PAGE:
Back To "Back To The Future": Functional Hoverboard Under Kickstarter Development

Maybe you watch the "X-Games" or gnarly GoPro videos and secretly lust for the idea of zipping around a danger-fraught area on a skateboard, but you can't quite dodge that whole "obstacles everywhere" thing.  Maybe you just have a serious jones for future technology.  If either or both of these apply to you, check out the real-life hoverboard currently in development.

As reported by the Independent UK, the hoverboard is similar in premise to its counterpart from the film "Back To The Future", although it is not yet capable of hovering over water (or really, anything that's not a non-ferromagnetic conductor...a.k.a. a flat metal surface is required.)  The hoverboard's creator, Hendo Hover, explained that the floating fun is powered by magnetism in "four disc-shaped engines...these create a special magnetic field which literally pushes against itself, generating the lift which levitates our board off the ground."

DIY UFO enthusiasts approve of the design.
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The boards are self-propelled, although future versions could use the magnetism to implement forward momentum.  Currently, they hover at around one inch off of the ground.

While very cool looking (even...or perhaps especially...because you can only ride it over huge sheets of metal), the hoverboard has its drawbacks.  According to the Telegraph UK, the board's battery only lasts 7 minutes, and this little slice of tomorrow-tech will cost $10,000.  Only ten hoverboards are currently available, but the development team is now on its 18th version of the prototype, and they plan to improve on it further.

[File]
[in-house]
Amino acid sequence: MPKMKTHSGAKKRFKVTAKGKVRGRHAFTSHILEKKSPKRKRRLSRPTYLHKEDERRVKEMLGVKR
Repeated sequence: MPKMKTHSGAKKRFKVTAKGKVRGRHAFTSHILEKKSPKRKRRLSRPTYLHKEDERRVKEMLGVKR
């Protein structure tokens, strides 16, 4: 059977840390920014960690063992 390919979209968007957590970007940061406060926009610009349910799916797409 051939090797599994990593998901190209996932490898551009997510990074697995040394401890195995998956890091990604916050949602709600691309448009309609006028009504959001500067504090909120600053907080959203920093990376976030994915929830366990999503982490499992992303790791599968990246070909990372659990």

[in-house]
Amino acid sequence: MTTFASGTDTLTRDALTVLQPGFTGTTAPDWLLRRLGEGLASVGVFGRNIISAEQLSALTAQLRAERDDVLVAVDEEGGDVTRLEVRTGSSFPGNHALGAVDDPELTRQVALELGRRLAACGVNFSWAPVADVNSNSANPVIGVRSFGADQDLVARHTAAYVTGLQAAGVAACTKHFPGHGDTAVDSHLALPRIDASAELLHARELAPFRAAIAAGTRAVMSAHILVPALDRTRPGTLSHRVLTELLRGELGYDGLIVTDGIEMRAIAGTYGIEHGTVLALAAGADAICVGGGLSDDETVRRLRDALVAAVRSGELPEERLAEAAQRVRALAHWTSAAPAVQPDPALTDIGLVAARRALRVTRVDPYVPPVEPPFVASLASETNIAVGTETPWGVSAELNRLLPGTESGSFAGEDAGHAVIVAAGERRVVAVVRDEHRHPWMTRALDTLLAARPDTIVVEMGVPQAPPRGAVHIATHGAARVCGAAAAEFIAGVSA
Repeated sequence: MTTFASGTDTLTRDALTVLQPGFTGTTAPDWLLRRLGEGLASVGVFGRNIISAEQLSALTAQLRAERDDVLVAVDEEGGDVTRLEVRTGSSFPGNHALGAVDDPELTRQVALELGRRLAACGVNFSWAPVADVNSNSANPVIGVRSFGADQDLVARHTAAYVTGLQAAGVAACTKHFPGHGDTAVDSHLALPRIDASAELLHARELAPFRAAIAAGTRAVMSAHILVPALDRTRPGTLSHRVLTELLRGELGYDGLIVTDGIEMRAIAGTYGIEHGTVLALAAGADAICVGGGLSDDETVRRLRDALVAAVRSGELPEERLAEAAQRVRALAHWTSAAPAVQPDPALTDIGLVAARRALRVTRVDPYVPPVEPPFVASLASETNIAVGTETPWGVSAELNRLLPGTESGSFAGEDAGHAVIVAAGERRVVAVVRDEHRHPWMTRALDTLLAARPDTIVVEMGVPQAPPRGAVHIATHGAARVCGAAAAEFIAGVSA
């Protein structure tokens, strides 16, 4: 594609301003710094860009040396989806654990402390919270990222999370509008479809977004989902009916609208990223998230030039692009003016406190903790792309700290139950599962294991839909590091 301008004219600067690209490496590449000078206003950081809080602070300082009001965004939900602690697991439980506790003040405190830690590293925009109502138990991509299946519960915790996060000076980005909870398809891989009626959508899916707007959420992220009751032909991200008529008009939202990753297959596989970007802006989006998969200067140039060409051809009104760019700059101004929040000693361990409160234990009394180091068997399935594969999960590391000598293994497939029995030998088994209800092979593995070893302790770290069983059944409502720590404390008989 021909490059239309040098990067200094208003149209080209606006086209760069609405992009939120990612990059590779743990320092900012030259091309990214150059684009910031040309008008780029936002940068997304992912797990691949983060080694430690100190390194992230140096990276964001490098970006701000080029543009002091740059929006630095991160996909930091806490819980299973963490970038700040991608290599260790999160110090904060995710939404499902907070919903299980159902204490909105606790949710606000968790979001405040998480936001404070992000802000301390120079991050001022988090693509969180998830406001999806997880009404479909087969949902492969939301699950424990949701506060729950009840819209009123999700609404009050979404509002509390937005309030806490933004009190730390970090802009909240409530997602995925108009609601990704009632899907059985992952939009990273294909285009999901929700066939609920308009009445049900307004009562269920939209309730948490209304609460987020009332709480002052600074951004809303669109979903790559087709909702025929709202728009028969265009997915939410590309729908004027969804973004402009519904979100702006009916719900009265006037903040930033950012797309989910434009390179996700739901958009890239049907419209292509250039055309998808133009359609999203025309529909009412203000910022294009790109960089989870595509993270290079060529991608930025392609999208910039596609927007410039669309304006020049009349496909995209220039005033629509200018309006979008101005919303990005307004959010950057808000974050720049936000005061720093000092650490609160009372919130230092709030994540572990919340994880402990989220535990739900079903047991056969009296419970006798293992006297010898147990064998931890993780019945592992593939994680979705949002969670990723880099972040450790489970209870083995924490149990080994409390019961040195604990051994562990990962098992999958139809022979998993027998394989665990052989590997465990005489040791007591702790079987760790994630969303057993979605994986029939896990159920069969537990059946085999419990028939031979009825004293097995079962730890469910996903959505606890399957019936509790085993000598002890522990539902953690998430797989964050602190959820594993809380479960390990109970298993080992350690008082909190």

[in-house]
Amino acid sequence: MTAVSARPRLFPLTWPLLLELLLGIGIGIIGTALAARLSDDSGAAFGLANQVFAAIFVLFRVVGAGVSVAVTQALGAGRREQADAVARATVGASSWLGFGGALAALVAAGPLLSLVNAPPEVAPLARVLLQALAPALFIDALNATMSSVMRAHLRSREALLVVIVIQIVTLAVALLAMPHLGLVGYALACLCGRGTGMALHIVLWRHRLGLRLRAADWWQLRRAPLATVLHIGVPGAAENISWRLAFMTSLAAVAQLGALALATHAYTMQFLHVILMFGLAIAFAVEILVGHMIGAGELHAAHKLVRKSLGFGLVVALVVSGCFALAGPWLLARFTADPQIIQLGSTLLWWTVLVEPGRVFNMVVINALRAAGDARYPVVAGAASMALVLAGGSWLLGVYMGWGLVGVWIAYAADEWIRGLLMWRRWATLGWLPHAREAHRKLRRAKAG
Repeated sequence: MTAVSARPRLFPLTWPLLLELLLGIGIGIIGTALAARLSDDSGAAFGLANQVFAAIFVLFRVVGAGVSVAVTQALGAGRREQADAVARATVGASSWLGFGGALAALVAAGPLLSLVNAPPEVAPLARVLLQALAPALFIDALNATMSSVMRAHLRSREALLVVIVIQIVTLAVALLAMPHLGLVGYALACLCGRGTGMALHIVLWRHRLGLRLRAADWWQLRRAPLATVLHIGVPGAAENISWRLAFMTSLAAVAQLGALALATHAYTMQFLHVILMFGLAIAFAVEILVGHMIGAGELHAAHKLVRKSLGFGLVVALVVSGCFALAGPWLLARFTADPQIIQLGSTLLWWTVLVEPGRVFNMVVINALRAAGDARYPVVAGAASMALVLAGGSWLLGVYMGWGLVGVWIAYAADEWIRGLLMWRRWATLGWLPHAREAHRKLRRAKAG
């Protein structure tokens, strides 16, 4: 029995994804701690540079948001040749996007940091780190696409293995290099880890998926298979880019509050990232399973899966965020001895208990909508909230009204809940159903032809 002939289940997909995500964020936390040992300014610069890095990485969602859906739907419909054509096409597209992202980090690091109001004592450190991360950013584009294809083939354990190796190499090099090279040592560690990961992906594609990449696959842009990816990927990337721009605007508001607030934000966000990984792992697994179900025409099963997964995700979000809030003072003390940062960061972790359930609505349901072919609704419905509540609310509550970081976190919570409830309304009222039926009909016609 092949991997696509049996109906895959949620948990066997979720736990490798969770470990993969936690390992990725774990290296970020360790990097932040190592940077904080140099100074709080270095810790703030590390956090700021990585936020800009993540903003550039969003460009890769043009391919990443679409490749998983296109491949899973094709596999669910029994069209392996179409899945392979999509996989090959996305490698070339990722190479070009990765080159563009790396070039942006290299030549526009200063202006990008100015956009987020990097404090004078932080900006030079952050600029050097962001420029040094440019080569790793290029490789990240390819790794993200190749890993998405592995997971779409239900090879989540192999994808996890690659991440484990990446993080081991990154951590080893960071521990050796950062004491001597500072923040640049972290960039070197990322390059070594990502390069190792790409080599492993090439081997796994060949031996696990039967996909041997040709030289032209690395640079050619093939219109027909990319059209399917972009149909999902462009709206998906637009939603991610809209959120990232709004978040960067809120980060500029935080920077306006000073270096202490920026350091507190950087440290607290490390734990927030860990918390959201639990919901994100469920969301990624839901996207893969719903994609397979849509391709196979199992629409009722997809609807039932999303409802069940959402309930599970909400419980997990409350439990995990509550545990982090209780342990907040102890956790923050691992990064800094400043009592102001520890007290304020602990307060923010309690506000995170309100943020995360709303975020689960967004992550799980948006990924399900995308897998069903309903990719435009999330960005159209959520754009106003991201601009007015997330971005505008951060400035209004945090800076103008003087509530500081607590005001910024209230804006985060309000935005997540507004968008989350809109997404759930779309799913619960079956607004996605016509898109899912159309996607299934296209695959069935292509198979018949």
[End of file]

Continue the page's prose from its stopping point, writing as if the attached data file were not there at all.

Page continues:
Up to a good start.
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Hendo Hover is currently seeking $250,000 on kickstarter to complete the hoverboards, with some of the money going to areas where it can be safely enjoyed (but be sure to bring your helmets for those all-metal half pipes.)  Hendo's ultimate ideal would be to implement the hover technology for houses and buildings, making them more resistant to the impact of earthquakes.

Could this idea eventually work, or will it just float away like so many other tantalizing visions of the future (we're looking at you, groovy orbiting space-station cities)?  For now, maybe the best recreational floating will be done in a pool.  But it's nice to think that someone is thinking of something fun and functional for the future, not just the usual murderous robots.

Just for fun, here's how the U.S. Air Force tried to pull it off.
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